Influence of the degree of acetylation on the enzymatic degradation and in vitro biological properties of trimethylated chitosans

Publication Type:

Journal Article

Source:

Biomaterials, Volume 30, Number 18, pp. 3129-3135 (2009)

ISBN:

0142-9612

DOI Name (links to online publication)

10.1016/j.biomaterials.2009.03.013

Keywords:

trimethylated chitosan; chitosan; mtt assay; enzymatic degradation; teer; lysozyme; partially deacetylated chitin; gene delivery vectors; molecular-weight; quaternized chitosan; n-acetylation; caco-2 cells; chloride tmc; nanoparticles; vivo; lysozyme

Abstract:

Chitosan derivatives such as N,N,N-trimethylated chitosan (TMC) are currently being investigated for the delivery of drugs, vaccines and genes. However, the influence of the extent of N-acetylation of these polymers on their enzymatic degradability and biological properties is unknown. In this study, TMCs with a degree of acetylation (DA) ranging from 11 to 55% were synthesized by using a three-step method. First, chitosan was partially re-acetylated using acetic anhydride followed by quantitative dimethylation using formaldehyde and sodium borohydrate. Then, in presence of an excess amount of iodomethane, TMC was synthesized. The TMCs obtained by this method showed neither detectable O-methylation nor loss in acetyl groups (H-1 NMR) and a slight increase in molecular weight (GPC) with increasing degree of substitution, implying that no chain scission occurred during synthesis. The extent of lysozyme-catalyzed degradation of TMC, and that of its precursors chitosan and dimethyl chitosan, was highly dependent on the DA and polymers with the highest DA showed the largest decrease in molecular weight. On Caco-2 cells, TMCs with a high DA (similar to 50%), a DQ of around 44% and with or without O-methylated groups, were not able to open tight junctions in the trans-epithelial electrical resistance (TEER) assay, in contrast with TMCs (both O-methylated and O-methyl free; concentration 2.5 mg/ml) with a similar DQ but a lower DA which were able to reduce the TEER with 30 and 70%, respectively. Additionally, TMCs with a high DA (similar to 50%) demonstrated no cell toxicity (MTT, LDH release) up to a concentration of 10 mg/ml. (C) 2009 Elsevier Ltd. All rights reserved.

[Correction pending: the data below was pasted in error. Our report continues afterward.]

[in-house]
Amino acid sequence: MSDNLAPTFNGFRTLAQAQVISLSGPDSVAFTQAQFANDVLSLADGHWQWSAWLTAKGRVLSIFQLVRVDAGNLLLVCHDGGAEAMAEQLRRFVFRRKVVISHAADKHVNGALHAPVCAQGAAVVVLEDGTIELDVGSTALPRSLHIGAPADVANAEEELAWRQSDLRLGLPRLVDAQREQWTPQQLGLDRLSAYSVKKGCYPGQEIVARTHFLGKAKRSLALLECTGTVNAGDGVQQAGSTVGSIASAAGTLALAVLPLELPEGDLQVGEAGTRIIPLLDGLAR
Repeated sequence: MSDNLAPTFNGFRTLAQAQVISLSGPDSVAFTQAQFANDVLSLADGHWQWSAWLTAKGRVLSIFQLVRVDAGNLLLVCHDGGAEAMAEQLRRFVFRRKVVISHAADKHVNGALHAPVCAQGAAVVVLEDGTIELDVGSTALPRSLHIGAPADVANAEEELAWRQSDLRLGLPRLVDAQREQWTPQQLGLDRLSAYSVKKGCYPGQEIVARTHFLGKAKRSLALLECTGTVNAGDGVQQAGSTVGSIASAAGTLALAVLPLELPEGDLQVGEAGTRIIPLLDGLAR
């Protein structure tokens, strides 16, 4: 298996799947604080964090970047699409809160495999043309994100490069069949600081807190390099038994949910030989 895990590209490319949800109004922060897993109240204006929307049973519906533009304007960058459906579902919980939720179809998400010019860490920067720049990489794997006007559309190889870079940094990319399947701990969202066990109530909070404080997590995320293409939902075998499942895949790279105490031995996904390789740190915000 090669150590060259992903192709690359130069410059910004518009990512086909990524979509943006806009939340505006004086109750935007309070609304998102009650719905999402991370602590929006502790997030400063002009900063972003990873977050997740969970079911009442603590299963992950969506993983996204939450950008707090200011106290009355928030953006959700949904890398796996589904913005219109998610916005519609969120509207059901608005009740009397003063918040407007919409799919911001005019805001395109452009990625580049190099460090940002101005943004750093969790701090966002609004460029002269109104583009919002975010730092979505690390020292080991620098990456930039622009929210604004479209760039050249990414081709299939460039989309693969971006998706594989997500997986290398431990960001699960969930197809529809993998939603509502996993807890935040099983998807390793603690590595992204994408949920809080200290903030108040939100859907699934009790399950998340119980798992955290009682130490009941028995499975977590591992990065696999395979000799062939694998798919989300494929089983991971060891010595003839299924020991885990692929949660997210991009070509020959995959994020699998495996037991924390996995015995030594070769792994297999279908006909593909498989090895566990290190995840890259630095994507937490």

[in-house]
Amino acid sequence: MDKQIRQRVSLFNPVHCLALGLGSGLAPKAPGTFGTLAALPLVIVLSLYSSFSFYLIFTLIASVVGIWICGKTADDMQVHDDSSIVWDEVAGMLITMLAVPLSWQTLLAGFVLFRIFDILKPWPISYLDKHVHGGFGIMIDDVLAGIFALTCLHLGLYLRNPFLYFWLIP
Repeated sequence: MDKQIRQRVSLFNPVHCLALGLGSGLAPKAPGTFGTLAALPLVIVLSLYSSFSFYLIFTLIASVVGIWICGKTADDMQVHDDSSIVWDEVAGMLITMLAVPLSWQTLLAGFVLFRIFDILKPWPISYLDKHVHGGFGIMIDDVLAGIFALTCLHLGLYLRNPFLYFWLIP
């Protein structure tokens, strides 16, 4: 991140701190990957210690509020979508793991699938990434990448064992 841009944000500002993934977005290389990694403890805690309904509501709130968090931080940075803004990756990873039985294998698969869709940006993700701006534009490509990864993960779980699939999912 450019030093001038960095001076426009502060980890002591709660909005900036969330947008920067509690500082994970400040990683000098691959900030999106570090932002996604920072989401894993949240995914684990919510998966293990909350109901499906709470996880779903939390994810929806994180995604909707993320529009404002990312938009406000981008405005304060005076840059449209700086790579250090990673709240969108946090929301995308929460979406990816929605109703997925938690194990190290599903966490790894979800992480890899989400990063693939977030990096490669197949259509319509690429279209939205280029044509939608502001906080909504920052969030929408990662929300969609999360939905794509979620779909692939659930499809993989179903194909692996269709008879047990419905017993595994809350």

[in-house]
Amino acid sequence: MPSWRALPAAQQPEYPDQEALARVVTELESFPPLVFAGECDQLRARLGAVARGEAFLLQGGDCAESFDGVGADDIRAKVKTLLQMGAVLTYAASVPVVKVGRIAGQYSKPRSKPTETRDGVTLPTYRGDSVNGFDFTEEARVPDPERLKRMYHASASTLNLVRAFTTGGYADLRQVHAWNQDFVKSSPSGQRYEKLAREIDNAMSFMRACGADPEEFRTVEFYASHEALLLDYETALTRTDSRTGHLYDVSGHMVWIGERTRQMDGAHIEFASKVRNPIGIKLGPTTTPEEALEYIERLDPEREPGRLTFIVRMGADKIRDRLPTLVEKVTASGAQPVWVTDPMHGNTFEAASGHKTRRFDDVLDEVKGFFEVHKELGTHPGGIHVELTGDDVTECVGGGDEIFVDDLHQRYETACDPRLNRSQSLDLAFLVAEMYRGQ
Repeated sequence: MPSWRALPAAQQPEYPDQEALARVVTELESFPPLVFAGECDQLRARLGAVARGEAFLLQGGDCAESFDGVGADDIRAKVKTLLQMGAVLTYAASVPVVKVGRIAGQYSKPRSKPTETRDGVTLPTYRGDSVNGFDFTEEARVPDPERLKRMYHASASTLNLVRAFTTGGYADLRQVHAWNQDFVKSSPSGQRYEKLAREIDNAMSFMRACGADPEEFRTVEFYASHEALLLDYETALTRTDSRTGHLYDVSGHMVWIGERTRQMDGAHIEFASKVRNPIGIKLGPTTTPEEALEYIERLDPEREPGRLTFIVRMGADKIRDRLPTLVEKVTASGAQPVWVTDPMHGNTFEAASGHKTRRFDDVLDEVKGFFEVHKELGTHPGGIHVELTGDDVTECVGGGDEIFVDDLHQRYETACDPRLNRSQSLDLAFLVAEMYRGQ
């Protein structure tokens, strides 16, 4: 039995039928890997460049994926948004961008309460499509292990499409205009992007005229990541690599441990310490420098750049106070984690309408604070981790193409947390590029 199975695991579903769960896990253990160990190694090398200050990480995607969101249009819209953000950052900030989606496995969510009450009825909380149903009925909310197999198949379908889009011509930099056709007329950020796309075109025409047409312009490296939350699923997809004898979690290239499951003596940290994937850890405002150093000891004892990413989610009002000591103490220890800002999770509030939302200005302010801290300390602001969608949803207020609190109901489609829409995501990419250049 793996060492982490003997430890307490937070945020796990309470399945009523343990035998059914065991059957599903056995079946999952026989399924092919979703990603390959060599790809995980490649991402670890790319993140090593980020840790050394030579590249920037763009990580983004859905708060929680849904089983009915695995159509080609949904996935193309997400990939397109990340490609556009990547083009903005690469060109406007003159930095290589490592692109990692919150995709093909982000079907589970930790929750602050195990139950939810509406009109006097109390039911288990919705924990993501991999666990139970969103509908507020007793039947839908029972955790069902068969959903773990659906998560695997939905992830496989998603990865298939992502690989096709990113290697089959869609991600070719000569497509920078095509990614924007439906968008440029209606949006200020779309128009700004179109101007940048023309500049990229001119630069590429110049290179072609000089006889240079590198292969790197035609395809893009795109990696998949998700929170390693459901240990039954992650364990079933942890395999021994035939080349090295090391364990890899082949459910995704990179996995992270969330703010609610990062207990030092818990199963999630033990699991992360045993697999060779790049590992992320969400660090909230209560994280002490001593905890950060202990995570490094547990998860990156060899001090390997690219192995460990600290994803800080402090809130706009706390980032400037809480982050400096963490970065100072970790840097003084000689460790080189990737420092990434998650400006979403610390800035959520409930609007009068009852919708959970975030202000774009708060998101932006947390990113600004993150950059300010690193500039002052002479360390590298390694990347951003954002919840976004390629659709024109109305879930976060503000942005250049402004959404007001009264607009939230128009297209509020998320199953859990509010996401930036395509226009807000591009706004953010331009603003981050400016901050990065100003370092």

28/10/2009